After delays, SegaNet finally began, allowing Dreamcast users to play games over the Internet. In January 2000, 30% of Japanese Dreamcast owners were using Dricas and by 17th February this had risen to almost 50%. In the US over 300 000 people were using DC's Internet and in Europe over 200 000. Then came the announcement of a free Dreamcast given to anyone who signed up for Dreamcast Internet for a minimum of 2 years. This was a deal Sony could not match and so this kept the Dreamcast going for a while.
But there was still the issue of price that made the Playstation 2 a more attractive offer. Even though the Dreamcast was still cheaper, people would prefer to pay a little more for the more promising-looking Playstation 2. Software sales for the Dreamcast were never good, which didn't help either. Sales of the Dreamcast dropped in late 2000 and things kept going downhill from there. Sega stopped production of the Dreamcast in February 2001 and then lowered the price, selling their consoles at a loss. After this, Sega decided to become a third-party producer of games for other consoles and not make any more consoles.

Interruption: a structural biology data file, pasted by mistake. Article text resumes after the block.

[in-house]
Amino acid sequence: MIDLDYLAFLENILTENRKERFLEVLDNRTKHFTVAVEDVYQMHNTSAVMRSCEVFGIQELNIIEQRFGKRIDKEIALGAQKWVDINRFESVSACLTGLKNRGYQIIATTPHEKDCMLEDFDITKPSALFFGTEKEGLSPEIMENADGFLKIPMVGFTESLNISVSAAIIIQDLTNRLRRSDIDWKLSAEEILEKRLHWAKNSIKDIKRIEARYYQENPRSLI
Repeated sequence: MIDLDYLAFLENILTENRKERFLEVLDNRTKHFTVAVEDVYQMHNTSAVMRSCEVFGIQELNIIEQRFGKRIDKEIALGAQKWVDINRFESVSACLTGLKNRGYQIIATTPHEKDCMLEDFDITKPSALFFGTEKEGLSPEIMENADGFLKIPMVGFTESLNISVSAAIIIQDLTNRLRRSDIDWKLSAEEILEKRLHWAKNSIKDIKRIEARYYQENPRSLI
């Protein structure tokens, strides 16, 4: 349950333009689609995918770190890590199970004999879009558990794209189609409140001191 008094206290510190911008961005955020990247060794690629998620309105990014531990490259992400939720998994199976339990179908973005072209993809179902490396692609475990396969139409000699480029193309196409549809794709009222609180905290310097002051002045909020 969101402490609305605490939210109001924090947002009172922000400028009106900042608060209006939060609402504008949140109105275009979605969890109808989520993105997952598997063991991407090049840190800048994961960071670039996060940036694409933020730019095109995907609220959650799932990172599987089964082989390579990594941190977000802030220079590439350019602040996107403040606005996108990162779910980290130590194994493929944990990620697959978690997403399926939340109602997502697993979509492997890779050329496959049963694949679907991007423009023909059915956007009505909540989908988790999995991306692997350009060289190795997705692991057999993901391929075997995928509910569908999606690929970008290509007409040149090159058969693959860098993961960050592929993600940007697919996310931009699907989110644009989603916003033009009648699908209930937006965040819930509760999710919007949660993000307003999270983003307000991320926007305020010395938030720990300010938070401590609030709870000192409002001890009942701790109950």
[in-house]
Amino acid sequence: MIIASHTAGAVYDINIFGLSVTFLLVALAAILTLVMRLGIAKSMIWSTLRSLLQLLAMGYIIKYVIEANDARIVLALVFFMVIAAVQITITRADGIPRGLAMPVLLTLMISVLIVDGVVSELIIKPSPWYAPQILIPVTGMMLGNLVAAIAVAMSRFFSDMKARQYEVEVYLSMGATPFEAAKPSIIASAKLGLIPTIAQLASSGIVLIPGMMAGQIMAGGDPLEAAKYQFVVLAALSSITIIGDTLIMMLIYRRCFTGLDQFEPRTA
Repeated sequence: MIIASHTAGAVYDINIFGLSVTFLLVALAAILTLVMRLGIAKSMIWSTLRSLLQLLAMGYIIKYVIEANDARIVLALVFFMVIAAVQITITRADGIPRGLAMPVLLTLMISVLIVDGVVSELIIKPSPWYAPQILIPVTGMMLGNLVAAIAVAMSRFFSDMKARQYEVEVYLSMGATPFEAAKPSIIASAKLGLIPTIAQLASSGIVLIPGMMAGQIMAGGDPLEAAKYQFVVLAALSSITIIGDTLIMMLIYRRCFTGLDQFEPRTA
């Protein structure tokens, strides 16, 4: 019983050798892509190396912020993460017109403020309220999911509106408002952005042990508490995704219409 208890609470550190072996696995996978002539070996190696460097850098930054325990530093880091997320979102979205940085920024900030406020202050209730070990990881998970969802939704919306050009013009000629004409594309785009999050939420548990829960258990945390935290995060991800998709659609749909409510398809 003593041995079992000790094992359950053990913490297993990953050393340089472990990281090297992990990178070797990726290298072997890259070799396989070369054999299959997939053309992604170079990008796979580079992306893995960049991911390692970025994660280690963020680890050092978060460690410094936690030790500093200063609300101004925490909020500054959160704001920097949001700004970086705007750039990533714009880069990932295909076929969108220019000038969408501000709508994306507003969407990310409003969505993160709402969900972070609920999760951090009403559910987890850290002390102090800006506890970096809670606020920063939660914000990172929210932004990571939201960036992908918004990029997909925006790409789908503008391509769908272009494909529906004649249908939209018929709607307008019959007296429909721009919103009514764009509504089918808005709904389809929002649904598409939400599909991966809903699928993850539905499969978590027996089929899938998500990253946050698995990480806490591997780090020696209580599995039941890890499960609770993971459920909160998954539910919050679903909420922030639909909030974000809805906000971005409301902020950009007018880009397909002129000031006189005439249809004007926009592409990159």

Sega Dreamcast Technical Specifications
* CPU: 128-Bit Hitachi SuperH4 RISC (360 Mips, 800MB/sec Data Throughput)
* CPU speed: 200MHz
* RAM: 26 Megabyte (16MB main/8MB video/2 MB sound)
* Sound: 64 Voice Yamaha Super Intelligent Sound Processor (45MHz, 40Mips, 64 voices, 16-bit 48KHz, 3D audio support)
* Graphics processor: NEC PowerVR Series II (100MHz, renders up to 3.5 million polygons/sec)
* MIPS: 360 Mips
* FLOPS: 1.4 Billion
* Polygons per second: 3 Million
* CD-ROM Drive: 12 speed Proprietary Yamaha GD-ROM (Gigabyte Disc)
* Stores up to 1.2 Gigabytes.
* Controller ports: 4
* Dimensions: 189mm x 195mm x 76mm (7 7/16" x 7 11/16" x 3")
* Weight: 1.9kg (4.4lbs)
* Internal Modem
* Broadband/Ethernet Capability